NEW YORK/LONDON (Reuters) - Fitch Ratings revised down its outlook on Britain’s AAA rating to negative on Wednesday, warning the nation could lose its top-notch status in the next couple of years if the government eases back on its debt cutting stance.
The Fitch action, which comes just a week before British finance minister George Osborne presents his annual budget to parliament and follows a similar move by Moody’s just a month ago, is likely to dampen calls for the government to loosen its fiscal stance.
“This is a salutary reminder as to why Britain needs to deal with the enormous debts and deficit that we inherited, why we have got to stick to those plans,” said British Treasury minister Danny Alexander.
“And it should be a wake-up call to anyone who thinks we can afford as a country to loosen the purse strings. We can’t afford to do that, and that is why there will be no unfunded giveaways in next week’s budget.”
Britain’s Conservative-led coalition government has staked its reputation on plans to virtually eliminate a budget deficit that was at a record 11 percent of gross domestic product when it came to power two years ago.
However, progress has been slow due to a faltering domestic economy and weak demand in the euro zone, Britain’s biggest trading partner, forcing the government to admit that it will take two years longer than planned to meet its deficit goal.
Osborne has insisted there will be no unfunded giveaways in the March 21 budget, but he has been coming under growing pressure from members of his own Conservative party, as well as from the Liberal Democrat party to find ways to boost demand and kick-start Britain’s lacklustre economic recovery.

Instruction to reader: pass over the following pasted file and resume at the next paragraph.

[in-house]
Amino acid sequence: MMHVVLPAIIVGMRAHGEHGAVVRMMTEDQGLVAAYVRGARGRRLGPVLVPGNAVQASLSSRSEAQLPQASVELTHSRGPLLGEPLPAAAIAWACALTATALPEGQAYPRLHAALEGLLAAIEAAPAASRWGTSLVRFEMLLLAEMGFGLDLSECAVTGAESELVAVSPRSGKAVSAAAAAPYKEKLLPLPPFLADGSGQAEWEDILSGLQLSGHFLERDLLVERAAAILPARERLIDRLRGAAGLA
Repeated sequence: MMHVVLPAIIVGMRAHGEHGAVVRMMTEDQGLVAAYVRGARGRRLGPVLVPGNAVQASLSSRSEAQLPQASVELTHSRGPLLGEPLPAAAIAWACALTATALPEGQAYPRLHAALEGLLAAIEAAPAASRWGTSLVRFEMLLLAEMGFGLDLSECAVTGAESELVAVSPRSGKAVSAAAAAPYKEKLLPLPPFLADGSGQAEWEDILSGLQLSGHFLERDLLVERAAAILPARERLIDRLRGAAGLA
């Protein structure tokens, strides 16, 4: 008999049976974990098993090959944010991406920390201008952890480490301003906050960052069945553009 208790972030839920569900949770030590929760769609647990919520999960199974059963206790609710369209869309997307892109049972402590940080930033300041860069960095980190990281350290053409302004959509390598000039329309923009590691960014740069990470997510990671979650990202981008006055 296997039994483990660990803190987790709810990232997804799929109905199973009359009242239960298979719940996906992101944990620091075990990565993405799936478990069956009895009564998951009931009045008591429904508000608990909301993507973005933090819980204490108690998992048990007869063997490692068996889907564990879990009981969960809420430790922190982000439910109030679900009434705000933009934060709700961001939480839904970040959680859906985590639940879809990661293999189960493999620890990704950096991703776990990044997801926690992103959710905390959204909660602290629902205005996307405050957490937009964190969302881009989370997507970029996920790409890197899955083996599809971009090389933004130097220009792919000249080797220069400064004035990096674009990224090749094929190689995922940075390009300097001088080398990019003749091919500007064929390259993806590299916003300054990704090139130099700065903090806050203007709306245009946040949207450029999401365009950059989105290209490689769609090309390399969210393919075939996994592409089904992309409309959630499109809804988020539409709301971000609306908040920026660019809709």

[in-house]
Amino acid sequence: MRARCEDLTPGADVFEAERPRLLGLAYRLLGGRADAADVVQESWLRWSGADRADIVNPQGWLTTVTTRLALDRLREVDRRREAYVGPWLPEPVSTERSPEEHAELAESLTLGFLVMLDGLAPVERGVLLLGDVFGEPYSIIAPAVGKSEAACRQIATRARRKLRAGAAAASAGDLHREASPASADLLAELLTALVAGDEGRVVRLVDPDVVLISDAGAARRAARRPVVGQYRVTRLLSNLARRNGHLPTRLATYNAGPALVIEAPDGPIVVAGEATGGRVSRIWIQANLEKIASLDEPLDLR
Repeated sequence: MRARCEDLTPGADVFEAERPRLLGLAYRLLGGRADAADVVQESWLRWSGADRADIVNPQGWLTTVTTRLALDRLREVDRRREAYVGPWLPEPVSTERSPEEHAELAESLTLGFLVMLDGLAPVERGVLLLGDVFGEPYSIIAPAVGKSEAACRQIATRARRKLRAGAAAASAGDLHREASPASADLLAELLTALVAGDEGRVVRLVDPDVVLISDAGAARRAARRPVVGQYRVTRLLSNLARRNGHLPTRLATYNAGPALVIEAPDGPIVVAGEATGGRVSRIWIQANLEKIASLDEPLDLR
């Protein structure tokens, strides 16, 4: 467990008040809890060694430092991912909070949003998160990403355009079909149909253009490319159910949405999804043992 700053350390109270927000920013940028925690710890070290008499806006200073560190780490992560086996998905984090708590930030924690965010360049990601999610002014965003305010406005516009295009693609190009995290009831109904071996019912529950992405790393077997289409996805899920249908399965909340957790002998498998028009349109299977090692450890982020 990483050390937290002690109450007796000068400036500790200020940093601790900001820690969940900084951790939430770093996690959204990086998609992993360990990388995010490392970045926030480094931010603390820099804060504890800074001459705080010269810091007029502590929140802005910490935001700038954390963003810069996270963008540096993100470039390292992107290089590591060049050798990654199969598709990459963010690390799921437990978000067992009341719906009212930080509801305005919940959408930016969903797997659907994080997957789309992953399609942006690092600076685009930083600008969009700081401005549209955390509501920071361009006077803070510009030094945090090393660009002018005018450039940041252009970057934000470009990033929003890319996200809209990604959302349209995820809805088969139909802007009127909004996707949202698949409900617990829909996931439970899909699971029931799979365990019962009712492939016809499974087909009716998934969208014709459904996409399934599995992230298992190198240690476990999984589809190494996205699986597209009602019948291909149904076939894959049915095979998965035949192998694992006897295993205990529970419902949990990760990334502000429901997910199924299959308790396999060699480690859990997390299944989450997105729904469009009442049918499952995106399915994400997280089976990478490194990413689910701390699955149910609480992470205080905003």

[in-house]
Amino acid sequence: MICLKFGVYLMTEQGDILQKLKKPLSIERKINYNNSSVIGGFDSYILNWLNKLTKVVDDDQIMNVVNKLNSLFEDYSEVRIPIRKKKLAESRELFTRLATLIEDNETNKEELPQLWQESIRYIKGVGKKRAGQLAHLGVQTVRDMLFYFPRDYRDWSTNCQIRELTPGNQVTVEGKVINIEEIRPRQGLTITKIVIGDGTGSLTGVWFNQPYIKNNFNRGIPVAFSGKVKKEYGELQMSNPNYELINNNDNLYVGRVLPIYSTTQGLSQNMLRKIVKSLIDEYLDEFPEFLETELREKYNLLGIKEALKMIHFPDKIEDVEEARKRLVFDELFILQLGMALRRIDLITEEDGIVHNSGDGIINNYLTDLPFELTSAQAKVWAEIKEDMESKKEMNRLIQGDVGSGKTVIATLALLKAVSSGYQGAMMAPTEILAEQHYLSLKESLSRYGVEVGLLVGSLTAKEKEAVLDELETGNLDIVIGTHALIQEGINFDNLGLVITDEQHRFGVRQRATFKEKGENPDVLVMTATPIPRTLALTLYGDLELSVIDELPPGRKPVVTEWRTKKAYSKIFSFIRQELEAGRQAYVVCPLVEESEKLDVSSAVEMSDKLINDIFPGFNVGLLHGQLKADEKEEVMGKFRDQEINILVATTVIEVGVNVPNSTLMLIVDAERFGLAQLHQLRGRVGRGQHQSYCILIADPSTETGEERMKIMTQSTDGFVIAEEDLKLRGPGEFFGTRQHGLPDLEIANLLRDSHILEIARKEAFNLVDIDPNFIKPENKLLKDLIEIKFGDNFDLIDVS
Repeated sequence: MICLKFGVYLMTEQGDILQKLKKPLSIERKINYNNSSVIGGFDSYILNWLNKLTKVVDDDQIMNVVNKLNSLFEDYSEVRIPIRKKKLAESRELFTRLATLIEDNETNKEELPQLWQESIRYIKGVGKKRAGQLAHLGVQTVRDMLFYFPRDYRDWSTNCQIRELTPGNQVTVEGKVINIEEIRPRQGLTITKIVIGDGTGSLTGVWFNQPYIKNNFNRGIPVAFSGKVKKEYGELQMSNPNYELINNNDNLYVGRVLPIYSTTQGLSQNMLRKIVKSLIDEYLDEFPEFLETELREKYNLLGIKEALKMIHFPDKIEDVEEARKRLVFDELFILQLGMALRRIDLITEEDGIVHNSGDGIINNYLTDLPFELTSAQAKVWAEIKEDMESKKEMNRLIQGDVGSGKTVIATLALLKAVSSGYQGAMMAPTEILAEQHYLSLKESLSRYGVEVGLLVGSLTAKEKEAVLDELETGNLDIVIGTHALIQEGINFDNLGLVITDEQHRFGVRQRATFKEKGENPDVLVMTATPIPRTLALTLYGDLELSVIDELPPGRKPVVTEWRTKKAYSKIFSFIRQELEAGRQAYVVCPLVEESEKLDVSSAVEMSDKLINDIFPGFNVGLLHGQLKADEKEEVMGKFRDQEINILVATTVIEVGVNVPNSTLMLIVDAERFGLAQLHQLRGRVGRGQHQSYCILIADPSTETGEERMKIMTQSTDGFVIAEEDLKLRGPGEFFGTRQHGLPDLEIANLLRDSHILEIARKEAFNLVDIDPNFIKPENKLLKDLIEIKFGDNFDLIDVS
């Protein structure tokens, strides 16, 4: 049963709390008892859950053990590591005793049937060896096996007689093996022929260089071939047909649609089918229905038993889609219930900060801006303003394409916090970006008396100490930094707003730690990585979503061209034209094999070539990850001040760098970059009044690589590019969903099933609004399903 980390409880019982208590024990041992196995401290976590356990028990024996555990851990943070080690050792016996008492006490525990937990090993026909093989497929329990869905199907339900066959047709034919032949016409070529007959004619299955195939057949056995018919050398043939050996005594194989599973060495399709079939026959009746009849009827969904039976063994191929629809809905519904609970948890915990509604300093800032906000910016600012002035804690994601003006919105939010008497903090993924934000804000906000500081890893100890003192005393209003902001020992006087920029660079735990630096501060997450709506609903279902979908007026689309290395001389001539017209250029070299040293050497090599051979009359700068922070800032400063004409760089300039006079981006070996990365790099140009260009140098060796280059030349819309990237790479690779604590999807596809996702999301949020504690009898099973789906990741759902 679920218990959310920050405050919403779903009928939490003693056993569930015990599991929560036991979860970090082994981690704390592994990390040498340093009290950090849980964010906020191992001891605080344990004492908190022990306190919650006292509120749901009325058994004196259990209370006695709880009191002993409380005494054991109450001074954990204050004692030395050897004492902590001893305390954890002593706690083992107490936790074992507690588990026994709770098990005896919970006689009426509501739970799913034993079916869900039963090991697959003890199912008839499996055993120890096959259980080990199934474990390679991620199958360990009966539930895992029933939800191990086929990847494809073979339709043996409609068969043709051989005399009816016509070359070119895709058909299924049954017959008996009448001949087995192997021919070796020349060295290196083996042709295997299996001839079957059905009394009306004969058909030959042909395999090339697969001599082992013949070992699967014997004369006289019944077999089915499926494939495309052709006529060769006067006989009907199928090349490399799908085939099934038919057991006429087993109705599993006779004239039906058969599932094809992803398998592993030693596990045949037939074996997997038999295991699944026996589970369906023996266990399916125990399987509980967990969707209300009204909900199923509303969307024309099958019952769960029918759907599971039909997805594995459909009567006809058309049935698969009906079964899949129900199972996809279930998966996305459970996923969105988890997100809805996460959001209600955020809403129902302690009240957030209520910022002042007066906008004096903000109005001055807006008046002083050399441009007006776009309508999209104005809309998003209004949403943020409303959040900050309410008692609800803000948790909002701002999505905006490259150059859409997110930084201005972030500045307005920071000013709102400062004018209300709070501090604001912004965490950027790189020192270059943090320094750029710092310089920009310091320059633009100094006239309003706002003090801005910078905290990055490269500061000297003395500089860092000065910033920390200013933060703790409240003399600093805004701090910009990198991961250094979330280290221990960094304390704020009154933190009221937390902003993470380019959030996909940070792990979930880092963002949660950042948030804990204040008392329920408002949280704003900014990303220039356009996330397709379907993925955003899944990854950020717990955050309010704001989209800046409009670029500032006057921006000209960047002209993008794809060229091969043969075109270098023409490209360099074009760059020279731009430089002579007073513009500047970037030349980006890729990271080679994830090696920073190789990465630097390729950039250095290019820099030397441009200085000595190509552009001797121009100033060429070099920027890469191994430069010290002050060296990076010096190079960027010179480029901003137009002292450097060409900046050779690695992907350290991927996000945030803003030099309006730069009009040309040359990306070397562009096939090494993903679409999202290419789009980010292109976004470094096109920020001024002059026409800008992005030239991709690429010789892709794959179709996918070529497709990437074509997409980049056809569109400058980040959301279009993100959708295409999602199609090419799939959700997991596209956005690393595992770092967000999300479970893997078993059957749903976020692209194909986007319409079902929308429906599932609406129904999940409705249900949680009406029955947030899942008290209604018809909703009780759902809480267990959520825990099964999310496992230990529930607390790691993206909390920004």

The measures being demanded by fellow lawmakers include raising the threshold at which income tax is paid to alleviate the squeeze on middle-income families, and cutting corporation tax to encourage firms to invest and create jobs.
Britain’s Office for Budget Responsibility forecasts that public sector net debt will peak at 78 percent of GDP by 2014/15 but fall thereafter, and Fitch said that although this was consistent with its own forecast for Britain, it was at the limit of the level consistent with a triple-A rating.
“The revision of the rating outlook to negative reflects the very limited fiscal space to absorb further adverse economic shocks in light of such elevated debt levels,” Fitch said in a statement.
“In light of the considerable uncertainty around the economic and fiscal outlook, including the risks posed to economic recovery by ongoing financial tensions in the euro zone and against the backdrop of a still large structural budget deficit and high and rising government debt, the Negative Outlook indicates a slightly greater than 50 percent chance of a downgrade over a two-year horizon,” Fitch said.
And it said that the triggers for a downgraded included “discretionary fiscal easing that resulted in government debt peaking later and higher than currently forecast.”
Reporting by Walter Brandimarte and Fiona Shaikh; Editing by Diane Craft